Every country or region of the world has special we can call it equipment to carry the babies. In a lot of countries the most popular are strollers. But there are also areas on the world where mothers carry the babies on their backs. Very interesting article about history of babywearing you will find here. In this website you can read what kind of things were used to wear the babies in the past and chow it has changed with the time and you will see a lot of pictures.
In Peru for example the Andeans women use special kind of cloth to wear their babies. It is called manta, in Quechua lliqlla.
Manta is a traditional Peruvian carrying cloth. It is usually used to carry a variety of items like food, firewood, plants harvested for dyeing but not only (about this I wrote in other article). But not only! Peruvian mantas are also used to wear children. You can meet women with babies on their back in every situation: eating, cooking, working in the shop, in the restaurant, walking on the street. Thanks to mantas Peruvian women can do a lot of things while taking care of their children.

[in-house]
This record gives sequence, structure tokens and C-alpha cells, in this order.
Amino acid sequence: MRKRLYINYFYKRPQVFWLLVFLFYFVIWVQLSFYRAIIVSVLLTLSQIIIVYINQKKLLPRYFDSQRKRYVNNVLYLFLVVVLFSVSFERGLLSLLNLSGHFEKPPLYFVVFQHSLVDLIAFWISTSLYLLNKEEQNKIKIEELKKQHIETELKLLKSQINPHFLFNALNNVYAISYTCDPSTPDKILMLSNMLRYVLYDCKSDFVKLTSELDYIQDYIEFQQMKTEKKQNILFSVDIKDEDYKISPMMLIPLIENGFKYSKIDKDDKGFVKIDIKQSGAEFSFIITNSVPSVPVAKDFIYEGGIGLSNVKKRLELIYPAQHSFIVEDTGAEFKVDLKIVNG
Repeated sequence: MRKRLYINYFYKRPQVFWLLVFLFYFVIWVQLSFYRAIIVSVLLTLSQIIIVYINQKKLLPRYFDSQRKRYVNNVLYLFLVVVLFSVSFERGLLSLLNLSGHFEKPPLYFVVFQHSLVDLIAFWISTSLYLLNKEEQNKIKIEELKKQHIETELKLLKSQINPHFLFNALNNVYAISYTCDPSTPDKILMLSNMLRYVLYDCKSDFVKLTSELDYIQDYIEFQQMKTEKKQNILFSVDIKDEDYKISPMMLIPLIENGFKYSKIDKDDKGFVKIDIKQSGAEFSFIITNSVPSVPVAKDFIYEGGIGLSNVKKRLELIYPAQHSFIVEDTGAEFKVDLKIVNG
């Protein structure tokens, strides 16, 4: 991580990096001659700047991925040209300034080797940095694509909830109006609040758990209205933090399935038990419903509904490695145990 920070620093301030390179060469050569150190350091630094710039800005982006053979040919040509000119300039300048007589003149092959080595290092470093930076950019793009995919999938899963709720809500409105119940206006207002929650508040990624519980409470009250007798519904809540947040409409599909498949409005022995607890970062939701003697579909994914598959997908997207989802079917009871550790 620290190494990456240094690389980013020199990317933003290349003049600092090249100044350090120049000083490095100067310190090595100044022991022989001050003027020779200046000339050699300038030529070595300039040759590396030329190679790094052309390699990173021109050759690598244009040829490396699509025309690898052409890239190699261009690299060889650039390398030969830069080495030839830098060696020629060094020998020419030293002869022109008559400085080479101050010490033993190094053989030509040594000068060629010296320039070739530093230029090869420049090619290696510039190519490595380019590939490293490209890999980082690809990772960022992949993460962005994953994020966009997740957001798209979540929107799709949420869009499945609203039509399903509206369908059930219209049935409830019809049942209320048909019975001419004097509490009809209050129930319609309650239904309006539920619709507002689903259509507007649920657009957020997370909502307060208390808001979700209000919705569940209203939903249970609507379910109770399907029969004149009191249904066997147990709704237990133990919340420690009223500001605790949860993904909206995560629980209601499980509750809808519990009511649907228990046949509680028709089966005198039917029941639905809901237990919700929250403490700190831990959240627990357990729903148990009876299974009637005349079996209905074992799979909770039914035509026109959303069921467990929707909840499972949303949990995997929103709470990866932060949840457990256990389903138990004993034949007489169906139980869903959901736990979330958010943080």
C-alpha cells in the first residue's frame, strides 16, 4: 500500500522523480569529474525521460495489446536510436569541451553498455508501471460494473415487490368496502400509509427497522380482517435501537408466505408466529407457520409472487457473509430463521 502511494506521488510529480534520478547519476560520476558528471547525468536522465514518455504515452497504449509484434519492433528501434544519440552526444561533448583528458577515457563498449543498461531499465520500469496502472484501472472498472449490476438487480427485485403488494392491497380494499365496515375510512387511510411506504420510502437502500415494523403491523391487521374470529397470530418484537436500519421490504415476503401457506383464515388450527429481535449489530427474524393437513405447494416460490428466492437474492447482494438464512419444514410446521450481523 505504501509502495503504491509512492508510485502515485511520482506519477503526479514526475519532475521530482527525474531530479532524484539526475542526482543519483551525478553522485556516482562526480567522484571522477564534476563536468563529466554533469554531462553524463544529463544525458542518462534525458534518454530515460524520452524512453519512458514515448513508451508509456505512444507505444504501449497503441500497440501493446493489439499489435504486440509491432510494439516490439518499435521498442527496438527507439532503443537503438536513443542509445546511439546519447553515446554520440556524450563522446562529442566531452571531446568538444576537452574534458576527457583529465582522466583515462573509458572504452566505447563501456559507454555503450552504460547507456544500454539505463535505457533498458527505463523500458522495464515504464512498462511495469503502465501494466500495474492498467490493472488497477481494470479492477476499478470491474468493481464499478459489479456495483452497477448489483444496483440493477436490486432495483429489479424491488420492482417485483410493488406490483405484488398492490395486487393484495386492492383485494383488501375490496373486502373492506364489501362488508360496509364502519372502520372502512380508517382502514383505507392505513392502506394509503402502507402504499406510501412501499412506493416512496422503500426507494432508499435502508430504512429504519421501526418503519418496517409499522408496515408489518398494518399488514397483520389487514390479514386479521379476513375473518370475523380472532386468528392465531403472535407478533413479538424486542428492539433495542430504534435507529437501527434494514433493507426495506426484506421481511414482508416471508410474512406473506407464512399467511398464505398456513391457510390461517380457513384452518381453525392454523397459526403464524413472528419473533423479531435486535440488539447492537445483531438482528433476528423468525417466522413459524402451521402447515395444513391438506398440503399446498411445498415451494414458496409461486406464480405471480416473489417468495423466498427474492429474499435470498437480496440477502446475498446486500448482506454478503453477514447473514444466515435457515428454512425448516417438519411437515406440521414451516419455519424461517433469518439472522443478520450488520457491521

Babies are sleeping in mantas, sitting there and all the time are close to their mothers. In the same time mothers can do all daily duties, without being worried about the children.
Sometimes when I see children in mantas, I am afraid that they will fell down from it. But all Peruvian women who are using mantas tell that it is very comfortable and secure way. I have never tried by myself, so I need to trust them.
And actually there is no reason not to believe in that, because a lot of women wear mantas every day and use it to carry babies. If it is so popular, it can not be bad. But on the other hand the mothers wearing children in mantas need to be careful especially when are using public transport. I saw once the woman who had baby on her back and when she was leaving the bus (very fast) the head of her child hit the door. It was horrible view. Of course it was not the fault of the manta but that woman who was not careful enough.
Mantas are worn by the women over their shoulders, covering the back. They are first folded on the diagonal, and joined by two corners under the chin.